Saline’s Betty Tecco Gives Back to the Community

Betty Tecco

Professional Volunteer Corps, based in Washtenaw County, offers single people the opportunity to get involved in projects that help non-profit agencies serve the community.

Betty Tecco of Saline joined PVC in the spring of 2009 shortly after she retired from her job as a lecturer at the University of Michigan School of Nursing.

While still working, she read an article in The Saline Reporter describing one of the projects and sharing information about the group. She thought it sounded like something she might like to join, but wanted to wait until she had more time to actively participate in the events and projects.

The group works with non-profit organizations such as Food Gatherers, Habitat for Humanity, Salvation Army, Washtenaw Literacy, Natural Area Preservation, Ann Arbor Symphony Orchestra, American Cancer Society, NEW Center, and many others with specific one-time projects.

Tecco likes that PVC assists non-profit agencies in providing a service to those in need. “PVC efforts are geared toward making people’s lives better in some way,” she said.

Tecco also is attracted to the wide variety of projects offered by PVC.

“If you don’t find something to interest you this month, wait until next month and there will likely be something then,” she said.

Members choose from a variety of projects that match their interests and schedules such as silent- auction fundraisers, mailings, park maintenance, sorting food, clothes and toys, run and walk events, cooking and serving meals to the needy, and ushering for concert performances.

Short-term volunteer opportunities are set up on weekends, with an average time commitment of three hours per project.

“The projects I have most enjoyed have been things such as working for Grillin’ – the annual fundraiser for Food Gatherers; cooking a meal at Ronald McDonald House or helping prepare meals at the Community Kitchen; sorting toys and food for the Salvation Army; helping with mailings for various agencies in Ann Arbor; ushering for the Life Sciences Orchestra concerts; and many other activities too numerous to list them all,” Tecco said.

Food Gatherers Grillin’ is a chance to raise money for a very worthy cause. It is also a wonderful opportunity to meet those who attend, and others like herself, who have come to volunteer their time, she said.

Preparing meals at Ronald McDonald house and the county’s homeless shelter, Delonis Center Community Kitchen, is a way to lighten the load for those who need a helping hand, Tecco said.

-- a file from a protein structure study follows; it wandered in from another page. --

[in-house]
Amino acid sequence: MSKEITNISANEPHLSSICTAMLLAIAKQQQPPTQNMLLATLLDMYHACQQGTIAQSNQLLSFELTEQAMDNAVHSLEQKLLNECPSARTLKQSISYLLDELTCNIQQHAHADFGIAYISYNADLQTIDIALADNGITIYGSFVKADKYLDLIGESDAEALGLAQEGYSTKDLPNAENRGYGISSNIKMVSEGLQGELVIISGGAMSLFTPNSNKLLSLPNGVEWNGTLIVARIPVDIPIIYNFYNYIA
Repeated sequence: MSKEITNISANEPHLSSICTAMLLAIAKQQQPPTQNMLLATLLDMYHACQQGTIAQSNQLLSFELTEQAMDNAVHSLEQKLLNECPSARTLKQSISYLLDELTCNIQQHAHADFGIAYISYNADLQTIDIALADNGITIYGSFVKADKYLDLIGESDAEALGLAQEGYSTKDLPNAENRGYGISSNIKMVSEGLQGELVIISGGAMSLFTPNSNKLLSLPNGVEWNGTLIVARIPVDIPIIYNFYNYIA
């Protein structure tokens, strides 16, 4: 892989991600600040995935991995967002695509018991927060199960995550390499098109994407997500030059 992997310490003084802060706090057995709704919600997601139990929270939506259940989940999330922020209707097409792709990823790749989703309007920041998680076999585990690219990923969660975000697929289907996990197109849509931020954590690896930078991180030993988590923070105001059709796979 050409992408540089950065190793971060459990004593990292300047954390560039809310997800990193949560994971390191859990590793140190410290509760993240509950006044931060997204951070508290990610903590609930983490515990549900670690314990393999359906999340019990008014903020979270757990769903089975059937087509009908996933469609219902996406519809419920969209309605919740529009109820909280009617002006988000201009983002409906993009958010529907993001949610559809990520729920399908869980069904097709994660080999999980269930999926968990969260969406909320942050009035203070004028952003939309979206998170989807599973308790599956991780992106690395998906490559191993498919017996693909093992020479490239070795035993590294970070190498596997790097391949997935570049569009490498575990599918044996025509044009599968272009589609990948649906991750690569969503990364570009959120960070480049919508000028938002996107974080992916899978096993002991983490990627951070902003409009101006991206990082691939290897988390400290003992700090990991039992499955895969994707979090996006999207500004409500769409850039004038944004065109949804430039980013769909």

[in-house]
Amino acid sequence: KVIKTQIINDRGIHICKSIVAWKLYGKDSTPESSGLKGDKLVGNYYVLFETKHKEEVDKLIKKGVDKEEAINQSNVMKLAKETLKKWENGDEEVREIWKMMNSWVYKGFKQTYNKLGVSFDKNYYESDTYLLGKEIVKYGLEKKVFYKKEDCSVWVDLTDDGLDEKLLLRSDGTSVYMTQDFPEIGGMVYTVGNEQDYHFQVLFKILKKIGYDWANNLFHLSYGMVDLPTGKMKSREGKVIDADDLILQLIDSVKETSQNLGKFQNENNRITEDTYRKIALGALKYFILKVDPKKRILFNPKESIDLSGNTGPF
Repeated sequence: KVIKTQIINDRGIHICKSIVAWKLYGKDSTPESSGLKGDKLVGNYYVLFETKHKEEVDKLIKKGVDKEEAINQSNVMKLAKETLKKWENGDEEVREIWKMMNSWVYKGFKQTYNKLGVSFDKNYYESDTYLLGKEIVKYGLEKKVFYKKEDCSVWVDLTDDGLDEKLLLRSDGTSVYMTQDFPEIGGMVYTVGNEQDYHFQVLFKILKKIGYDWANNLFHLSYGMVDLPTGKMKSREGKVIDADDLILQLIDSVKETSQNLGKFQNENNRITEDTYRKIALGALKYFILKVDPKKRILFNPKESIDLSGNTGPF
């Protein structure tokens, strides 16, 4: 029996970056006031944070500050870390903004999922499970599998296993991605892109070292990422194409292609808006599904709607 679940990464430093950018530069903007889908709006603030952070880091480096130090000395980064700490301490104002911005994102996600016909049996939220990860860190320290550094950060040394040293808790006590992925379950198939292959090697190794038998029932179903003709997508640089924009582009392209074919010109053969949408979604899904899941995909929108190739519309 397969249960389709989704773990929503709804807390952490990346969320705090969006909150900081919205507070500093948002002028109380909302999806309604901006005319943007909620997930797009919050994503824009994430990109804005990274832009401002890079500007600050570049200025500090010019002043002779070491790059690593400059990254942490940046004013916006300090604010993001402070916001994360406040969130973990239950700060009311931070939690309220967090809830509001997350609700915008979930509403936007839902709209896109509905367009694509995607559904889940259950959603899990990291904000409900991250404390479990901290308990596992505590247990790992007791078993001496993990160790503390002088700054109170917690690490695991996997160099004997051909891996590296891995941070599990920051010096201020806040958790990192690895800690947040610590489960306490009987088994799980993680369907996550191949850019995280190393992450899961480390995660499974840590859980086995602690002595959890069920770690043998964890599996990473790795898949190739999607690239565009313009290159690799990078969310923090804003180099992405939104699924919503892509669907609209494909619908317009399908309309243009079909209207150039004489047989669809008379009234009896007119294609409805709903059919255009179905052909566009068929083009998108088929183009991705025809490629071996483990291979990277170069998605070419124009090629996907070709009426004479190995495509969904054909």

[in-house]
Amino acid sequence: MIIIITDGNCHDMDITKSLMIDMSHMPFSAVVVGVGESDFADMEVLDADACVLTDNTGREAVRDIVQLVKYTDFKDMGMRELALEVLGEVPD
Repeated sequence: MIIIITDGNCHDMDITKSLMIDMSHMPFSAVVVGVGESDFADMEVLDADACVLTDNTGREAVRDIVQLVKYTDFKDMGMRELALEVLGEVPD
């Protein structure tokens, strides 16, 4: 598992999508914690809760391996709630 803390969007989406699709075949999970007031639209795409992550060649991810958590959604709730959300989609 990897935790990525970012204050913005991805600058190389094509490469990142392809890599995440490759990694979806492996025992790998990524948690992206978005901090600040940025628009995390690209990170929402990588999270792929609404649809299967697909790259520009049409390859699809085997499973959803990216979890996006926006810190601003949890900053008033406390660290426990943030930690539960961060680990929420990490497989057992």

Professional Volunteer Corps also offers social activities for its members such as trips to area attractions, cultural arts performances, outdoor events, a restaurant club and walking group.

“I have very much enjoyed being a part of the group,” she said. “I was especially pleased to learn that not only were many possibilities for volunteering offered each month, but the same was true for social activities, as well.  And the wide variety for each area means there is sure to be something of interest for each member.”

Her participation in PVC led to involvement in other volunteer activities at the Delonis Center Community Kitchen and Mott House, located inside the University of Michigan Mott Children’s Hospital.

“(Since) I had the opportunity to work with those groups through PVC, I discovered that I wanted to contribute to them on a regularly scheduled basis on my own,” Tecco said.

At the Delonis Center, she prepares and serves meals, and cleans up afterward.

“When I volunteered through Professional Volunteer Corps to work Grillin’, I learned about the need for volunteers to work in the Community Kitchen, which is sponsored by Food Gatherers. Because you are able to select from various days and shifts, it fit my schedule well. I have been doing it for four years now and still look forward to going in,” she said.

Her work at Mott House involves stocking coffee and food items, orienting new families, and restocking rooms when they leave the hospital.

Tecco became interested in helping Mott House, where parents of critically ill children can remain for a brief time on the same or nearby floor while their child is in an intensive care unit. As a retired nursing lecturer, she was aware of parents’ need for a close-by place to rest when they didn’t want to leave their children’s bedsides. When the new Mott Hospital opened, she eagerly volunteered to work there.

With all of her volunteer activities, she says her time is well spent.

“In all my volunteer experiences, I find satisfaction in being able to do something for others who may not have been as fortunate in their lives as I have been,” she said. “Call it a warm, fuzzy feeling. It makes me feel good. I hope to be able to continue for as long as I am able. It causes me to pause and be grateful.”

Professional Volunteer Corps holds monthly membership meetings at 7:30 p.m. on the second Friday of the month at the NEW Center, 1100 N. Main St., in Ann Arbor. At the meetings members discuss projects, conduct business and participate in social opportunities. There is an information session for prospective members at 7 p.m. before each meeting.

Anyone who is single, widowed or divorced, and at least 25 years of age can join. The annual membership fee is $40. For more information, visit or contact


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